Sunday, 29 April 2018

“The Red Flag of Anarchy” by Andrew Lee

A Book Review by Christopher Draper

DO you remember those wooden rulers on sale at Woolworths with the names and dates of all the British Kings and Queens on the back?  That was the kind of history I learnt at school.  Regrettably, a lot of alternative history isn’t much better with a similar emphasis on London-based leaders.  I’ve always preferred to read about radical lives and politics away from the metropolitan bubble and Andrew Lee’s new history of Sheffield’s pioneering socialists and anarchists is a perfect paradigm of “people’s history”.

ANDREW Lee’s book embodies the ideals it chronicles with a beautiful cover designed by libertarian socialist Walter Crane.  The text is printed on decent quality paper and it’s lavishly illustrated with numerous portraits and political posters.  Computer screens might usefully churn out dry facts but Andrew Lee appreciates that wisdom is more surely gained through a slow, aesthetically pleasing book-read and there is a lot to mull over in The Red Flag of Anarchy”.

Focussed on the Sheffield scene from 1874 to 1900 the author depicts a rich political culture created by predominantly working class activists of every flavour.  He doesn’t push any political line but the book is suffused throughout its 178 pages with an inspiringly libertarian spirit.  Lee’s achievement is to conjure up a vivid picture of a welcoming, inclusive yet militant socialist milieu.  Activists who for an all too brief moment managed to create the germ of a new society within the shell of the old. An alternative society that created communist colonies, embraced gay lifestyles, published a regular anarchist newspaper, operated a “Commonwealth Café”, organised picnics and ran raffles with books by Bellamy and Thoreau as prizes or alternately “A Handsomely Framed Portrait of Ravachol”!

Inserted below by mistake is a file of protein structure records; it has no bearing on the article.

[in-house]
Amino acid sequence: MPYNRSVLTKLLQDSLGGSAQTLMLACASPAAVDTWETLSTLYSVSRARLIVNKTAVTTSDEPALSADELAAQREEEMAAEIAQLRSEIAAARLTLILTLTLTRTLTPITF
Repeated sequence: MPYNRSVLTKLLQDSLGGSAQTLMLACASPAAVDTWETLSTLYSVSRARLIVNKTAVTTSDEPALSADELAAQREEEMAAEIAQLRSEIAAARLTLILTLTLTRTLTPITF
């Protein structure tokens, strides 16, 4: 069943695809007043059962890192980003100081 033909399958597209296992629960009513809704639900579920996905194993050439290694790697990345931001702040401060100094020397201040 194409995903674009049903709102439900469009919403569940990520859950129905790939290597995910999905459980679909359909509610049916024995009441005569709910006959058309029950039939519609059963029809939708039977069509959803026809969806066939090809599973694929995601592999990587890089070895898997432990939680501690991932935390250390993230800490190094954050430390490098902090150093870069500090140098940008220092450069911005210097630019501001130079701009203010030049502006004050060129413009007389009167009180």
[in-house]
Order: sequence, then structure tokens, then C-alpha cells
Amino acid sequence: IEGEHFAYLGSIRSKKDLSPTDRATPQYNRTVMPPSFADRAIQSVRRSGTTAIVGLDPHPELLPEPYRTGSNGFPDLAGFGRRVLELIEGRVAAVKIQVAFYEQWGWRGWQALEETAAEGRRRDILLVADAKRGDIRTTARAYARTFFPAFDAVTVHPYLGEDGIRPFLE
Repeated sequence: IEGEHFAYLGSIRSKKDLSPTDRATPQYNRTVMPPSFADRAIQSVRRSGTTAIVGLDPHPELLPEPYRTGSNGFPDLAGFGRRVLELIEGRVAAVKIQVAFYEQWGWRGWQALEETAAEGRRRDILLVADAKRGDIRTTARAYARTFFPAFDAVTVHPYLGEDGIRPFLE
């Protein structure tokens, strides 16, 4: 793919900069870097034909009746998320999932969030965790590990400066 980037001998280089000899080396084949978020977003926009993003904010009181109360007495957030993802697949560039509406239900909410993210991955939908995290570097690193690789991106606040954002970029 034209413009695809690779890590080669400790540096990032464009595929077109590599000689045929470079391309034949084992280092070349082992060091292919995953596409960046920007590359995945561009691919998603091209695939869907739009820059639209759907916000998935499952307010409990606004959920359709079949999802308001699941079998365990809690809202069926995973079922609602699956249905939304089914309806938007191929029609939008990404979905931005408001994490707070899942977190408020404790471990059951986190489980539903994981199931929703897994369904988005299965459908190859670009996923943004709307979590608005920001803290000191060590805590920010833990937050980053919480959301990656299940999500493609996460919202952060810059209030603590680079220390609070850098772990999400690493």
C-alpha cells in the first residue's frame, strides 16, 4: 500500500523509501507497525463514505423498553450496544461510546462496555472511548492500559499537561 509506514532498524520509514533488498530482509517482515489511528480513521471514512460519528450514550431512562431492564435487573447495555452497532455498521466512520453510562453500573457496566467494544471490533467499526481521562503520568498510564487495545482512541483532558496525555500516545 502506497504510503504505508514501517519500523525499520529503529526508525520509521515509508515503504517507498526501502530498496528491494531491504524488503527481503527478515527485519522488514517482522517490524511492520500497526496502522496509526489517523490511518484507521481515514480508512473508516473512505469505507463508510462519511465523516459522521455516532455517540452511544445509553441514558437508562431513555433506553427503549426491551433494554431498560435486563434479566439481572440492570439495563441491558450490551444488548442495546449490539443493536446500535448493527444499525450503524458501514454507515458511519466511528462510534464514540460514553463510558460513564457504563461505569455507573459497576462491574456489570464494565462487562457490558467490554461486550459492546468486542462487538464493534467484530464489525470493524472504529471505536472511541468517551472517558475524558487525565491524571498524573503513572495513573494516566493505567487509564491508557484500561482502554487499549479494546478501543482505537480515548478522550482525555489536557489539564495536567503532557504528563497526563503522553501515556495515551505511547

The Red Flag of Anarchy” is invaluable not just for its contents but as an inspiration and model for socialists all around Britain to get your shovel out and start digging down into your own local libertarian past.  I know from my own researches that there’s always been far more going on out of London than our erstwhile chroniclers would have us believe.

I have just two criticisms which I hope Andrew might address in future editions.  The first is the absence of an index.  This isn’t so much of a handicap as it would be in a text-only volume as the extensive contents list and numerous illustrations facilitate navigation but digitisation makes compiling an index simple and speedy.  Secondly I would like some analysis of why Sheffield’s socialist oasis became barren.  At the end of the book Lee observes, “It was the end of an era, everything was going to change…Parliamentary politics was to become the order of the day” but it wasn’t inevitable, what exactly occurred in Sheffield? My own research, for example, shows that in Leicester all manner of socialists cooperated for years until the foundation of the ILP in 1893.  Thereafter Leicester ILP refused to have any truck with local anarchists whose direct-action was thought detrimental to attracting votes. ILP sectarianism thus transformed Leicester’s lively socialism into bureaucratic electoralism. Were the same forces at work in Sheffield?

If we are ever to regain the radicalism and comradeship of early socialism it’s crucial that we identify what went wrong last time.  Andrew Lee reminds us of an era when Labour Clubs were far more than dreary drinking dens.  Available from Amazon for £10.00, in my opinion “The Red Flag of Anarchism” is the most valuable and entertaining study of grass-roots, pioneering Anarchy in the UK since John Quail’s classic “Slow Burning Fuse”.

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